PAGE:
University of Chicago Law Review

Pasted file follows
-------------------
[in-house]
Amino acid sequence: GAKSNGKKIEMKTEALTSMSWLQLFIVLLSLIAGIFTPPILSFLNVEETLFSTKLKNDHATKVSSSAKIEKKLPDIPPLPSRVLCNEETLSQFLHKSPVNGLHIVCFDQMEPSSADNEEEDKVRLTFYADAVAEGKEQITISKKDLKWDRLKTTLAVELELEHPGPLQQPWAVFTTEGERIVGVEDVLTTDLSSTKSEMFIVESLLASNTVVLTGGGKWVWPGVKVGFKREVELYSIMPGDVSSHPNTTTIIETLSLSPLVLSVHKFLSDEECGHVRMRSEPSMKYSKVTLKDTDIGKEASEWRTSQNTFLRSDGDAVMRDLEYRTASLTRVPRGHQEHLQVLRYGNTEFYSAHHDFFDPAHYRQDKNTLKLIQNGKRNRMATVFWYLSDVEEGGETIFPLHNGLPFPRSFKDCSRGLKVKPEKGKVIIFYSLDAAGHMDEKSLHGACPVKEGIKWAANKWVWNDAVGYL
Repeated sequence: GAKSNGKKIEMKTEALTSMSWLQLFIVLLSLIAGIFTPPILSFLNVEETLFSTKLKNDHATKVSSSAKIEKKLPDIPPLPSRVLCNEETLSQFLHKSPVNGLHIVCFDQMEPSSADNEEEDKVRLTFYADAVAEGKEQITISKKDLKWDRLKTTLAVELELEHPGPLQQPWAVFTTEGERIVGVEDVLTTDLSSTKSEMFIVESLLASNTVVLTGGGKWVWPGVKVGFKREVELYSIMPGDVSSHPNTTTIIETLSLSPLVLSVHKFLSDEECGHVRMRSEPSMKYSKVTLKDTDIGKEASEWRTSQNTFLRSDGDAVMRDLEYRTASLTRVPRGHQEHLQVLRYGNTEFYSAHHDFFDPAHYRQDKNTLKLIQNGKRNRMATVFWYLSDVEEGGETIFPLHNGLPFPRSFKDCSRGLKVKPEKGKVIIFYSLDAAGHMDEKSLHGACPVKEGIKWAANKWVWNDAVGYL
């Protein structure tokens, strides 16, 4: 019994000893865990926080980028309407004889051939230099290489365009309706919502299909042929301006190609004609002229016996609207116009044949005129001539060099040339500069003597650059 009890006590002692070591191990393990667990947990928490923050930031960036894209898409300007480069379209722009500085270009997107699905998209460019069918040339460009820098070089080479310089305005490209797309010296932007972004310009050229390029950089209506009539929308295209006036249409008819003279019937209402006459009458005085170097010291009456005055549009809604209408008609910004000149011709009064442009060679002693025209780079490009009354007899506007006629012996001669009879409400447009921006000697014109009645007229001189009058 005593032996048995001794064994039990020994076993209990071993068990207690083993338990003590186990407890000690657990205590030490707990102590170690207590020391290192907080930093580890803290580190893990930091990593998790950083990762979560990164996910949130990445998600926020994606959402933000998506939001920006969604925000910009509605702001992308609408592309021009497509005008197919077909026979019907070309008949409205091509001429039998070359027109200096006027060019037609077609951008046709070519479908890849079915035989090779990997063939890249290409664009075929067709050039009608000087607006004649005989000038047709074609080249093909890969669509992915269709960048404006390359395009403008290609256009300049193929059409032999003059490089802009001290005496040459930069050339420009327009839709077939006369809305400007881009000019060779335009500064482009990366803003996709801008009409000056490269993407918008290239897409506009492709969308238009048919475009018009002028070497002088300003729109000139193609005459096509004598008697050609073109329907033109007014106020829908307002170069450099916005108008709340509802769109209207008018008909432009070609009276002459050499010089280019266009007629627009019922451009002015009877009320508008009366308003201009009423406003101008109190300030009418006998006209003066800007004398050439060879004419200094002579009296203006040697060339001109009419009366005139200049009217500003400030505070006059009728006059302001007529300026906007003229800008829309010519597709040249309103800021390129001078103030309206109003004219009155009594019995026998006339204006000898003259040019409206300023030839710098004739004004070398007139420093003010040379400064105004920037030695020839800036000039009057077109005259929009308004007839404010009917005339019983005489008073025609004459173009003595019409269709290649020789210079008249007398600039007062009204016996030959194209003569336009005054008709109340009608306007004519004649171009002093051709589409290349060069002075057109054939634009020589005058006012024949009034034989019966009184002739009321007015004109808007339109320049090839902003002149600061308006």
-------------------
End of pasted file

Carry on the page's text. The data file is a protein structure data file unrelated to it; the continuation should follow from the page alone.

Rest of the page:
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This Article examines how local governments can use private law mechanisms to entrench policy in ways that circumvent typical legal limitations. The Article explores in detail a specific example of a town donating conservation easements over property it owns to a third-party not-for-profit conservation organization to ensure that the property would not be developed in the future. This is nearly the functional equivalent of passing an unrepeatable zoning ordinance to restrict development, something existing antientrenchment rules would never permit. The Article discusses the costs and benefits of using such a device. It theorizes generally about the nature of entrenchment outside public law, and identifies anti-entrenchment protections designed to prevent the worst effects. It ultimately argues that eminent domain serves an important role in allowing subsequent governments to escape the precommitments of prior governments and proposes a modest modification in compensation rules to limit the extent to which conservation easements can entrench conservation.